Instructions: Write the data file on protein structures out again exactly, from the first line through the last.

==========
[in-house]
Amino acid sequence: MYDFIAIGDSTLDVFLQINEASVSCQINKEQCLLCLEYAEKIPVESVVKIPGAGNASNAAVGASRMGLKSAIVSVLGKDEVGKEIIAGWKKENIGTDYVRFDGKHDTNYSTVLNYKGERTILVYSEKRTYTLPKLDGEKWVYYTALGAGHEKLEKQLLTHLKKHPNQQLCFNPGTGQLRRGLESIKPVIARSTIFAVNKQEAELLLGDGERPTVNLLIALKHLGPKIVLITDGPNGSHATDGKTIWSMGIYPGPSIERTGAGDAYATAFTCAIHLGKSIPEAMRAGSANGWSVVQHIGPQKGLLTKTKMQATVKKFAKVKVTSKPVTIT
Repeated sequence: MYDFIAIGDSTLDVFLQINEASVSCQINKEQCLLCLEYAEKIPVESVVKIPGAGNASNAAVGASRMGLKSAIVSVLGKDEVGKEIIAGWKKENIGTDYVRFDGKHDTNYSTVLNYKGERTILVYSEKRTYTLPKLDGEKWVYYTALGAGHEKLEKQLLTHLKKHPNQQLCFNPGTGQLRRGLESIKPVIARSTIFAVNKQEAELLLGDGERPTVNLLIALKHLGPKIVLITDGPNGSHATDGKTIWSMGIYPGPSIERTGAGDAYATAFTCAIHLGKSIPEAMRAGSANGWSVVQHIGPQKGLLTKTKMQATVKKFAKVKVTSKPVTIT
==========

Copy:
[in-house]
Amino acid sequence: MYDFIAIGDSTLDVFLQINEASVSCQINKEQCLLCLEYAEKIPVESVVKIPGAGNASNAAVGASRMGLKSAIVSVLGKDEVGKEIIAGWKKENIGTDYVRFDGKHDTNYSTVLNYKGERTILVYSEKRTYTLPKLDGEKWVYYTALGAGHEKLEKQLLTHLKKHPNQQLCFNPGTGQLRRGLESIKPVIARSTIFAVNKQEAELLLGDGERPTVNLLIALKHLGPKIVLITDGPNGSHATDGKTIWSMGIYPGPSIERTGAGDAYATAFTCAIHLGKSIPEAMRAGSANGWSVVQHIGPQKGLLTKTKMQATVKKFAKVKVTSKPVTIT
Repeated sequence: MYDFIAIGDSTLDVFLQINEASVSCQINKEQCLLCLEYAEKIPVESVVKIPGAGNASNAAVGASRMGLKSAIVSVLGKDEVGKEIIAGWKKENIGTDYVRFDGKHDTNYSTVLNYKGERTILVYSEKRTYTLPKLDGEKWVYYTALGAGHEKLEKQLLTHLKKHPNQQLCFNPGTGQLRRGLESIKPVIARSTIFAVNKQEAELLLGDGERPTVNLLIALKHLGPKIVLITDGPNGSHATDGKTIWSMGIYPGPSIERTGAGDAYATAFTCAIHLGKSIPEAMRAGSANGWSVVQHIGPQKGLLTKTKMQATVKKFAKVKVTSKPVTIT